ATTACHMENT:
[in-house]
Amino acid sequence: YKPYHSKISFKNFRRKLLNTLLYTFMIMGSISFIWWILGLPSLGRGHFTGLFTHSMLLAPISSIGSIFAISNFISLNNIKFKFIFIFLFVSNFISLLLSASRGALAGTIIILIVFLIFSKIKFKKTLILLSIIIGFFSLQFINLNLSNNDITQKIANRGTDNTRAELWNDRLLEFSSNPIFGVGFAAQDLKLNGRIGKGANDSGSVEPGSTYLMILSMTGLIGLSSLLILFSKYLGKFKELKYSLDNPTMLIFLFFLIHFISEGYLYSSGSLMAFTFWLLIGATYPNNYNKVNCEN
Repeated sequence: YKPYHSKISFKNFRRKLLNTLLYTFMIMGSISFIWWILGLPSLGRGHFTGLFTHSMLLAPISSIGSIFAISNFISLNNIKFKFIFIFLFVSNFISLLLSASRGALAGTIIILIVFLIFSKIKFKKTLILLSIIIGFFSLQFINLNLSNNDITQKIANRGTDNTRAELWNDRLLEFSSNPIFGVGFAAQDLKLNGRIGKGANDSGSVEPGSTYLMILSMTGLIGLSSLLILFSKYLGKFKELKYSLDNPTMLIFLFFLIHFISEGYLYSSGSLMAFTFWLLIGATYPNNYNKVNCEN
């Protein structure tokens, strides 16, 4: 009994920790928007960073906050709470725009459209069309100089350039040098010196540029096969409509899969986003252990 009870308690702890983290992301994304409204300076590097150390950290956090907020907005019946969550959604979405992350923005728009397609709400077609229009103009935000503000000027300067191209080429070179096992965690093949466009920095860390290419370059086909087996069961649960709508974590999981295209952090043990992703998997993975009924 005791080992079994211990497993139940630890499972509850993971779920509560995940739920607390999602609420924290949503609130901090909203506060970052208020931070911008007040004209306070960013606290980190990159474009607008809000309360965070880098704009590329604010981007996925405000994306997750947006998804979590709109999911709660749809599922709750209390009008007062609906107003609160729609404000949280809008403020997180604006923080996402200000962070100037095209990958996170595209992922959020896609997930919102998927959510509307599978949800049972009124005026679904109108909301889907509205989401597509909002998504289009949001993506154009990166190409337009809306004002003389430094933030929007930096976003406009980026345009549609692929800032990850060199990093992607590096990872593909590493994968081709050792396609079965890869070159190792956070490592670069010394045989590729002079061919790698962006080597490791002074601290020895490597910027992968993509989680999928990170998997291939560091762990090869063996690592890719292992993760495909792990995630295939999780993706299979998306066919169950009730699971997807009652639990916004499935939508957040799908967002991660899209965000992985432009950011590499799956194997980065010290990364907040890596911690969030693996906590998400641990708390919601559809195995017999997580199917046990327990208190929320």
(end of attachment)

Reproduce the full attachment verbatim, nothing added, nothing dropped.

[in-house]
Amino acid sequence: YKPYHSKISFKNFRRKLLNTLLYTFMIMGSISFIWWILGLPSLGRGHFTGLFTHSMLLAPISSIGSIFAISNFISLNNIKFKFIFIFLFVSNFISLLLSASRGALAGTIIILIVFLIFSKIKFKKTLILLSIIIGFFSLQFINLNLSNNDITQKIANRGTDNTRAELWNDRLLEFSSNPIFGVGFAAQDLKLNGRIGKGANDSGSVEPGSTYLMILSMTGLIGLSSLLILFSKYLGKFKELKYSLDNPTMLIFLFFLIHFISEGYLYSSGSLMAFTFWLLIGATYPNNYNKVNCEN
Repeated sequence: YKPYHSKISFKNFRRKLLNTLLYTFMIMGSISFIWWILGLPSLGRGHFTGLFTHSMLLAPISSIGSIFAISNFISLNNIKFKFIFIFLFVSNFISLLLSASRGALAGTIIILIVFLIFSKIKFKKTLILLSIIIGFFSLQFINLNLSNNDITQKIANRGTDNTRAELWNDRLLEFSSNPIFGVGFAAQDLKLNGRIGKGANDSGSVEPGSTYLMILSMTGLIGLSSLLILFSKYLGKFKELKYSLDNPTMLIFLFFLIHFISEGYLYSSGSLMAFTFWLLIGATYPNNYNKVNCEN
């Protein structure tokens, strides 16, 4: 009994920790928007960073906050709470725009459209069309100089350039040098010196540029096969409509899969986003252990 009870308690702890983290992301994304409204300076590097150390950290956090907020907005019946969550959604979405992350923005728009397609709400077609229009103009935000503000000027300067191209080429070179096992965690093949466009920095860390290419370059086909087996069961649960709508974590999981295209952090043990992703998997993975009924 005791080992079994211990497993139940630890499972509850993971779920509560995940739920607390999602609420924290949503609130901090909203506060970052208020931070911008007040004209306070960013606290980190990159474009607008809000309360965070880098704009590329604010981007996925405000994306997750947006998804979590709109999911709660749809599922709750209390009008007062609906107003609160729609404000949280809008403020997180604006923080996402200000962070100037095209990958996170595209992922959020896609997930919102998927959510509307599978949800049972009124005026679904109108909301889907509205989401597509909002998504289009949001993506154009990166190409337009809306004002003389430094933030929007930096976003406009980026345009549609692929800032990850060199990093992607590096990872593909590493994968081709050792396609079965890869070159190792956070490592670069010394045989590729002079061919790698962006080597490791002074601290020895490597910027992968993509989680999928990170998997291939560091762990090869063996690592890719292992993760495909792990995630295939999780993706299979998306066919169950009730699971997807009652639990916004499935939508957040799908967002991660899209965000992985432009950011590499799956194997980065010290990364907040890596911690969030693996906590998400641990708390919601559809195995017999997580199917046990327990208190929320």